If I Had a Robot
The doorbell sounded through the empty house loudly, solemnly. It was dark and dismal inside, the shades drawn to a close to prevent the winter from creeping in, but winter had long melted away to bring forth birds with their song and flowers with their scent, but alas, the windows stayed firmly shut. The doors were hardly opened, the lights hardly flicked on, instead darkness ravaged the house. It was the primary residence of the small abode, not the main caretaker, she, in and of herself, would seem like someone who would order every window thrown open at the first sight of sunlight. But she didn’t and hadn’t for quite a while, allowing the darkness to swallow up her small house.
The facade was simple enough. Not too ostentatious to draw much attention, but still glamorous enough to warrant raised eyes and curious glances. But once the story of the caretaker and her house got around, people stopped raising their eyebrows, stopped shooting curious glances around the windows in hopes to see the once beautiful girl.
Myths and legends arose around her, about her and the house, but it didn’t bother her. She was fine–at least this is what she told herself and the darkness every morning and every evening. She was fine.
The doorbell sounded again, this time tentatively. The delivery man contemplated forging the signature, leaving the seriously heavy package on the cement porch, and fleeing to the safety of his truck, away from the accursed house and whomever was going to answer the door.
When the knob finally turned, slowly, he glanced down at it, preparing himself mentally for whatever lay behind it. He was mistakenly surprised by the small young adult before him, ashy, but blonde all the same, hair messy on her small head. Her eyes were full of blue sadness, but showed curiosity that gleamed from their pools as she stared intently at him. He almost forgot his purpose of being there.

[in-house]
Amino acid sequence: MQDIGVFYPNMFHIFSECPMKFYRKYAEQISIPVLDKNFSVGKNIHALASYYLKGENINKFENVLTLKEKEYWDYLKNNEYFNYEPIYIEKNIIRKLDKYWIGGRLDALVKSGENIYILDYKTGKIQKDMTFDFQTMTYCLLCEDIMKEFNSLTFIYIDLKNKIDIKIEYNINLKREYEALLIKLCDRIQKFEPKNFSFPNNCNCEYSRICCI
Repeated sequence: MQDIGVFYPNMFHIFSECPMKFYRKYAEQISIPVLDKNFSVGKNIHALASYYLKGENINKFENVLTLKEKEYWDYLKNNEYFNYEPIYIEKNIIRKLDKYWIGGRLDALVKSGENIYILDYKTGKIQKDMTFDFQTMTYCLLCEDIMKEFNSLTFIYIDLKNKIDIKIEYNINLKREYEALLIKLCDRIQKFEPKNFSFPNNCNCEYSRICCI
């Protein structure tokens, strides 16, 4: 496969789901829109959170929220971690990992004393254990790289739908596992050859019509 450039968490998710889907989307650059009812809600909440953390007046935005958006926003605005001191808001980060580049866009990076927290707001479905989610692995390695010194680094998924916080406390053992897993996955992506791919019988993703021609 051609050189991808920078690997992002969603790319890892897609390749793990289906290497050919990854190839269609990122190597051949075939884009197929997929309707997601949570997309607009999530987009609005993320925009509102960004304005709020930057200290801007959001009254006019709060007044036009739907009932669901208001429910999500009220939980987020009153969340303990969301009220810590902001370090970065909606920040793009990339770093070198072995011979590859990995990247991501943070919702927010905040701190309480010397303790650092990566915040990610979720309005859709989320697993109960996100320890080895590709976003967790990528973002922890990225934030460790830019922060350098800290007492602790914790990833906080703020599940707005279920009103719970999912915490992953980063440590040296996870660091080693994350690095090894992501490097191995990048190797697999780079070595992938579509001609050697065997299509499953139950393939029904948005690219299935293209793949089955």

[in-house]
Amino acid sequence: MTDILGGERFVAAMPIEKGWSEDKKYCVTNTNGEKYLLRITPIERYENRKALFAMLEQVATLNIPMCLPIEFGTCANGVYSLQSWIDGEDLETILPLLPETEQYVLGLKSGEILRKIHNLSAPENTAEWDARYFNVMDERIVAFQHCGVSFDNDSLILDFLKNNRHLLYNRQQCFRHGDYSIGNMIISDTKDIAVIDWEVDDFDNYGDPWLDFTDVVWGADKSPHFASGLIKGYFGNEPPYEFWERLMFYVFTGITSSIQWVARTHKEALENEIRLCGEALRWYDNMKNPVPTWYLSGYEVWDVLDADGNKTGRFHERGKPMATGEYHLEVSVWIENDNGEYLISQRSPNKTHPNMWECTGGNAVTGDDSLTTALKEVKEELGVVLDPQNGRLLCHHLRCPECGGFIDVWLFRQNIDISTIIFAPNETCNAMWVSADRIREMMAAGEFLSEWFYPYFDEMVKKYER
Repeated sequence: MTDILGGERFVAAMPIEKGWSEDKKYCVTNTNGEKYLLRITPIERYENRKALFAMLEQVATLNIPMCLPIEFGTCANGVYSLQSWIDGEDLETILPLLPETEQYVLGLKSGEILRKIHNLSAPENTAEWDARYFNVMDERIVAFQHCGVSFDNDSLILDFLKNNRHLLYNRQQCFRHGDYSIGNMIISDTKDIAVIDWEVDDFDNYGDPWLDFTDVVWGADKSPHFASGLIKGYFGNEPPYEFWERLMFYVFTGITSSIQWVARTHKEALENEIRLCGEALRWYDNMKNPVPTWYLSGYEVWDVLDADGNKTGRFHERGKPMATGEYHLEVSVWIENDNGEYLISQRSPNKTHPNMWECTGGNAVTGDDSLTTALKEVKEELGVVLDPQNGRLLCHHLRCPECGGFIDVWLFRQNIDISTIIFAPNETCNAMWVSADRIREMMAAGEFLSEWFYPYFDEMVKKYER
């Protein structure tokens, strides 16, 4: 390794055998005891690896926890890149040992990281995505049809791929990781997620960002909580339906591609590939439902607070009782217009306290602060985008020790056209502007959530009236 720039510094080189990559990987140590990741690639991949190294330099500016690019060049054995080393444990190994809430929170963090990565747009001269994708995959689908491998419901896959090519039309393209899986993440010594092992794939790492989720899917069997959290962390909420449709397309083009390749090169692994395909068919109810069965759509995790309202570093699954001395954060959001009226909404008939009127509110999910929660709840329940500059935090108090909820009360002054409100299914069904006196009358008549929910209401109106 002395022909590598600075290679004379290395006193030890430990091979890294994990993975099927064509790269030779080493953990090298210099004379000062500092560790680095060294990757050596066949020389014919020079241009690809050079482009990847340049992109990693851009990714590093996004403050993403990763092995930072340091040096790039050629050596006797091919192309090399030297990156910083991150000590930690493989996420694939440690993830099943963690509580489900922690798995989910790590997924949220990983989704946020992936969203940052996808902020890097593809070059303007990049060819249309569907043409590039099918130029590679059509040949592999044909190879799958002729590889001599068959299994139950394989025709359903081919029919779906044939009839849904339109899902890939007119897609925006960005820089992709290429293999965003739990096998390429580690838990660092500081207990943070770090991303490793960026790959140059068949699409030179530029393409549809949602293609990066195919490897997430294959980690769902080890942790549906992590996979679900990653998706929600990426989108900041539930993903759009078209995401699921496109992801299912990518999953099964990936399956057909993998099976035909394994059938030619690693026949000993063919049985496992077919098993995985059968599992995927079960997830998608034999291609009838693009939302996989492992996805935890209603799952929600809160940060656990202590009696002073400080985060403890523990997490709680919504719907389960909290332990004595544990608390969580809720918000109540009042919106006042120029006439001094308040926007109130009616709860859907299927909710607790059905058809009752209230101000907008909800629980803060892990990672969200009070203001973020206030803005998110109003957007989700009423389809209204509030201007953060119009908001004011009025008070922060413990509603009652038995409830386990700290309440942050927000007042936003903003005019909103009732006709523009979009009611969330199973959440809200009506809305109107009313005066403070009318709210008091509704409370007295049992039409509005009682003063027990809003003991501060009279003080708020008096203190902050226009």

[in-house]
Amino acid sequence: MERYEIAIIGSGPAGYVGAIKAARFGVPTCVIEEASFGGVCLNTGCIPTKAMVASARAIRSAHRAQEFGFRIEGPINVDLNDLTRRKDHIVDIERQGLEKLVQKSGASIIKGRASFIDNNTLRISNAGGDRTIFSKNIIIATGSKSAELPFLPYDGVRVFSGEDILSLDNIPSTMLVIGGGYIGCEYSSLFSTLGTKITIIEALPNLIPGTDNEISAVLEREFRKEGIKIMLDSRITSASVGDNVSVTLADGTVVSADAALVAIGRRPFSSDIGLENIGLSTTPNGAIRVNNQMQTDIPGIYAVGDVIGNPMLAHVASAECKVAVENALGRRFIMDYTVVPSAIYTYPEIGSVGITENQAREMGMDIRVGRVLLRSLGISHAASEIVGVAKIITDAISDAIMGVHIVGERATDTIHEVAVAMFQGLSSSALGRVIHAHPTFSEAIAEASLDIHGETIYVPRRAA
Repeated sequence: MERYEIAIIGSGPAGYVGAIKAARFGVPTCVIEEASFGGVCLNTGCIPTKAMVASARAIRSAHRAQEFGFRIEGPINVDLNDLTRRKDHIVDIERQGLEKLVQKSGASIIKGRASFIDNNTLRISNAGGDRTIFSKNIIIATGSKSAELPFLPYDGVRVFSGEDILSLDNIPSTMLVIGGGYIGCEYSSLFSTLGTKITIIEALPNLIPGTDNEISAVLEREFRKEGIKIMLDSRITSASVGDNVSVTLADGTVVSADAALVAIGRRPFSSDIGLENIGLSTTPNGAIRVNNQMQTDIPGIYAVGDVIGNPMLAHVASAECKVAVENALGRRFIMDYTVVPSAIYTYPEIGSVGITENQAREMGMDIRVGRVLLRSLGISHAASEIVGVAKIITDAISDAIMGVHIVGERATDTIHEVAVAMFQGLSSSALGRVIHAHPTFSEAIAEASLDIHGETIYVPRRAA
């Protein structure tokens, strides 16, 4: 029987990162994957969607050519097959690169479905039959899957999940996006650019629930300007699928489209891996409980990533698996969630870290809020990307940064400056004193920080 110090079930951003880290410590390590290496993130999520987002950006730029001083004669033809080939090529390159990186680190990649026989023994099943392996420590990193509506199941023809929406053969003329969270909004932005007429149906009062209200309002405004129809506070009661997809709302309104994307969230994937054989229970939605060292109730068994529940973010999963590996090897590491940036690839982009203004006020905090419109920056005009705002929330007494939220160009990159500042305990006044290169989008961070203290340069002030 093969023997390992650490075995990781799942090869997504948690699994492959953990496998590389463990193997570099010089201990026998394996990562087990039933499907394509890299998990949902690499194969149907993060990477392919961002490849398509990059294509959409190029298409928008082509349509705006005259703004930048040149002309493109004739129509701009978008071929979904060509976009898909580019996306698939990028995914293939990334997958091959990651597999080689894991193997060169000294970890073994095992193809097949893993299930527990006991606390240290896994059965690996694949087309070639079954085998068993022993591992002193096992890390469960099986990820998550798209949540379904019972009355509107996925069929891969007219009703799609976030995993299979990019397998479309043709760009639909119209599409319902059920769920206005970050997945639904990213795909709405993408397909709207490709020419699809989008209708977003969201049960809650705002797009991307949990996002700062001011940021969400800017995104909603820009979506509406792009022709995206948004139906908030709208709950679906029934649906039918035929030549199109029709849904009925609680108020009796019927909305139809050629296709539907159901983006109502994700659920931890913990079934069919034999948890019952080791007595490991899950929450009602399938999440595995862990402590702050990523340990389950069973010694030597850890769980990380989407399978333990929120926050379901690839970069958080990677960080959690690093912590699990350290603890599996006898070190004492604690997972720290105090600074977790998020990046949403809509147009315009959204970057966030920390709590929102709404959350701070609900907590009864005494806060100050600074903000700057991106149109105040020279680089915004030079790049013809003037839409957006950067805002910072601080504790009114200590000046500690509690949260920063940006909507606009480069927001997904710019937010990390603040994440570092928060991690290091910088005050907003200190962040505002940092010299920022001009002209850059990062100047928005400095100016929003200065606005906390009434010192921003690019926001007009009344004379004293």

Without a word she signed the handheld device and pointed to a spot near the open door inside for the box to be set down. He chuckled at the thought of her opening it seeing as when he set it down next to her, it was longer than she.
Their interaction lasted fifteen or so seconds and then he fled to his truck, confused more than before about the mysterious girl.
Back inside, she had drawn out a small knife and carefully sliced fully through the clear packaging tape. The cardboard gave slightly and she eagerly flipped the flaps upward, revealing the contents inside.
A robot man lay before her in his cardboard bed.
She pilfered around the sides of his body, excitement raging inside of her, locating the instructions to her new possession.
She read aloud to no own in particular. “Please ensure that everything is as you ordered,” she read, eyes flickering from white paper to white man below her, “One male; medium height and build, curly brown hair,” her hand floated to his hair, yes it was curly and brown and luscious she thought, “green eyes,” she laughed as she folded his eyelid open gently, allowing her to stare thoughtfully for one second into the startling green eye before letting his eyelid snap shut, “excessive hair,” she had to fully laugh at this one, peering down behind the papers as she blushed at his fuzzy chin and neck, leading down to his robust chest, full of deep brown curls, even going lower; but she refrained herself from being distracted. “One dimple, straight teeth but crooked smile, mild freckles, large hands, perfect butt,” She laughed again, flipping the pages.
“Next, please read through the personality traits you have ordered: quiet, technologically-savvy, tender, intellectual, driven, sweet.” She nodded with each word, as if she could see it forming in front of her. “Continue on to hobbies: Photography, philanthropy, reading, movies, snuggling, exploring, eating.” She agreed with each of these too.
“Next read through the extra modifications you want your robot to have: understand, accept, and forgive past differences; find the positives in the negatives (clarified: what are the good things that happened because I left?); allow me to be sad about problems I have and in turn, try to comfort whenever possible, regardless of reason for sadness; always be there, physically, forever; will only photograph me, but will not ruin a date with a camera; will not spend too much time on the internet; will do his work, including homework; will find ways to make round two much better than round one; will love me forever, unconditionally, and without notion of the past.”
“To turn on your robot, simply give it a name and say ‘Hello!'” She sat there in shock.
A name? Everything is in a name. It can’t be something pretentious, or a previous male friend from eons ago. It had to fit him just right, but it can never be changed, so it had to be perfect the first time.
After many quiet minutes, she stared down at his soft face, the ever so slightly red beard, and it came to her.